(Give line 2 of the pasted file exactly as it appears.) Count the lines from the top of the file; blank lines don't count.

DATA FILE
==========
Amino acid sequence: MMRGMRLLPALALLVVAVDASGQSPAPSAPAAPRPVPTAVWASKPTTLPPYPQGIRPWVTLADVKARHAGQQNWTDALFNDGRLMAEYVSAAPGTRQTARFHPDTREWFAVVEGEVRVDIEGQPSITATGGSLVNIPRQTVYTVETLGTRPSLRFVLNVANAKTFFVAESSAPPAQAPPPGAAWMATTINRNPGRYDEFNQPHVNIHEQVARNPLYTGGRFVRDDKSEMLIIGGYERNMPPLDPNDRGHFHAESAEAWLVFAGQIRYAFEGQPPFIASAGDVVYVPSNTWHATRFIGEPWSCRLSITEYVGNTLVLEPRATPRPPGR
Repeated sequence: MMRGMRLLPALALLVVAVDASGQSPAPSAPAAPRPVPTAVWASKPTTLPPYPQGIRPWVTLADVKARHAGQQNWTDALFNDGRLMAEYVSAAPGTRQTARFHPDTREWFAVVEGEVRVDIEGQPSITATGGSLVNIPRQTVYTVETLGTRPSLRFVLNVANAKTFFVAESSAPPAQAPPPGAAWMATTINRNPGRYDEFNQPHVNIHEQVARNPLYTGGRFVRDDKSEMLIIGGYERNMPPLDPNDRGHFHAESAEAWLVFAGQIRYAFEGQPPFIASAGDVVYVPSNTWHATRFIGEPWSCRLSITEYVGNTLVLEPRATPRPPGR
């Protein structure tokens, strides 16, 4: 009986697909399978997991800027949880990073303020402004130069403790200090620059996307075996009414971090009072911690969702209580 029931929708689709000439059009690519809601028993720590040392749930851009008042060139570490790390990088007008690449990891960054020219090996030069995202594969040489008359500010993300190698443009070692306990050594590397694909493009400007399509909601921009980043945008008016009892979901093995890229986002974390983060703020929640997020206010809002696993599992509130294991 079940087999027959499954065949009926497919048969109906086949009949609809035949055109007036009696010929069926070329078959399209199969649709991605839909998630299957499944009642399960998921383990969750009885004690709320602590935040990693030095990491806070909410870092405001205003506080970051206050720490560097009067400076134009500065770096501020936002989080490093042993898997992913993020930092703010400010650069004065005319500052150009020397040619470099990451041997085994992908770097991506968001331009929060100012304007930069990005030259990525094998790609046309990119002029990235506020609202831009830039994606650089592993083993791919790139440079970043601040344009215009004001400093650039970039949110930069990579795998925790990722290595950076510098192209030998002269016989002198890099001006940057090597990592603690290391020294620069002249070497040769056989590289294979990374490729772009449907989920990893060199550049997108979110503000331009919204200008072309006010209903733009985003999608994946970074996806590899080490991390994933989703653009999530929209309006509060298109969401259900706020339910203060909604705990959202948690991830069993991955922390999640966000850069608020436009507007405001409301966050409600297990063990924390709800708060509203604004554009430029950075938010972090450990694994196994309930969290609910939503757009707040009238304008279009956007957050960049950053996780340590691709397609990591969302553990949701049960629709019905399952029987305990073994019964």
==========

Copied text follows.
Repeated sequence: MMRGMRLLPALALLVVAVDASGQSPAPSAPAAPRPVPTAVWASKPTTLPPYPQGIRPWVTLADVKARHAGQQNWTDALFNDGRLMAEYVSAAPGTRQTARFHPDTREWFAVVEGEVRVDIEGQPSITATGGSLVNIPRQTVYTVETLGTRPSLRFVLNVANAKTFFVAESSAPPAQAPPPGAAWMATTINRNPGRYDEFNQPHVNIHEQVARNPLYTGGRFVRDDKSEMLIIGGYERNMPPLDPNDRGHFHAESAEAWLVFAGQIRYAFEGQPPFIASAGDVVYVPSNTWHATRFIGEPWSCRLSITEYVGNTLVLEPRATPRPPGR